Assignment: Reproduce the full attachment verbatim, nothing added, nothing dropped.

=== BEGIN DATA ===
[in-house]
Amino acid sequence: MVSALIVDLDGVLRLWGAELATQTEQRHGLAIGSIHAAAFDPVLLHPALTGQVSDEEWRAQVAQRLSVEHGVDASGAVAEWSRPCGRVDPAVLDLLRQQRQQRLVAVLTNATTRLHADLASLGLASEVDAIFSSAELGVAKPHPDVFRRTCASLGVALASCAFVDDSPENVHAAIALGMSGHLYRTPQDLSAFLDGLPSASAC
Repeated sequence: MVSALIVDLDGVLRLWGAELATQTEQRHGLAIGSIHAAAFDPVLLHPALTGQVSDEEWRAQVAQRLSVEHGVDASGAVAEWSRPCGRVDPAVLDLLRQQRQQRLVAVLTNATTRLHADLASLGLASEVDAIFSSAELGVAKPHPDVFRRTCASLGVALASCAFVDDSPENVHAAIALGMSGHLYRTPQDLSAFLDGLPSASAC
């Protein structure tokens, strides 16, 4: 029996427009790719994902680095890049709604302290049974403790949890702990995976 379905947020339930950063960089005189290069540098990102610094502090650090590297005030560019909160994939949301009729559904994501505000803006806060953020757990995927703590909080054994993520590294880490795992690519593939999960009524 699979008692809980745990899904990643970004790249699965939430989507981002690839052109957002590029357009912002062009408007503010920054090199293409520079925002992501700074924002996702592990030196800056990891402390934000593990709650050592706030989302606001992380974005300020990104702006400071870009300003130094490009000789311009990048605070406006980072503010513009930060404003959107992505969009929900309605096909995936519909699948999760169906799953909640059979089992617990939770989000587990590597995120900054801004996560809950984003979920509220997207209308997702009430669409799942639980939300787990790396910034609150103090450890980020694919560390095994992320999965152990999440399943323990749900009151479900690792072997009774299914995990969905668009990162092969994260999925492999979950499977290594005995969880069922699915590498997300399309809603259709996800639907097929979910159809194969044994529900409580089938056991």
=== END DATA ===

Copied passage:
[in-house]
Amino acid sequence: MVSALIVDLDGVLRLWGAELATQTEQRHGLAIGSIHAAAFDPVLLHPALTGQVSDEEWRAQVAQRLSVEHGVDASGAVAEWSRPCGRVDPAVLDLLRQQRQQRLVAVLTNATTRLHADLASLGLASEVDAIFSSAELGVAKPHPDVFRRTCASLGVALASCAFVDDSPENVHAAIALGMSGHLYRTPQDLSAFLDGLPSASAC
Repeated sequence: MVSALIVDLDGVLRLWGAELATQTEQRHGLAIGSIHAAAFDPVLLHPALTGQVSDEEWRAQVAQRLSVEHGVDASGAVAEWSRPCGRVDPAVLDLLRQQRQQRLVAVLTNATTRLHADLASLGLASEVDAIFSSAELGVAKPHPDVFRRTCASLGVALASCAFVDDSPENVHAAIALGMSGHLYRTPQDLSAFLDGLPSASAC
């Protein structure tokens, strides 16, 4: 029996427009790719994902680095890049709604302290049974403790949890702990995976 379905947020339930950063960089005189290069540098990102610094502090650090590297005030560019909160994939949301009729559904994501505000803006806060953020757990995927703590909080054994993520590294880490795992690519593939999960009524 699979008692809980745990899904990643970004790249699965939430989507981002690839052109957002590029357009912002062009408007503010920054090199293409520079925002992501700074924002996702592990030196800056990891402390934000593990709650050592706030989302606001992380974005300020990104702006400071870009300003130094490009000789311009990048605070406006980072503010513009930060404003959107992505969009929900309605096909995936519909699948999760169906799953909640059979089992617990939770989000587990590597995120900054801004996560809950984003979920509220997207209308997702009430669409799942639980939300787990790396910034609150103090450890980020694919560390095994992320999965152990999440399943323990749900009151479900690792072997009774299914995990969905668009990162092969994260999925492999979950499977290594005995969880069922699915590498997300399309809603259709996800639907097929979910159809194969044994529900409580089938056991």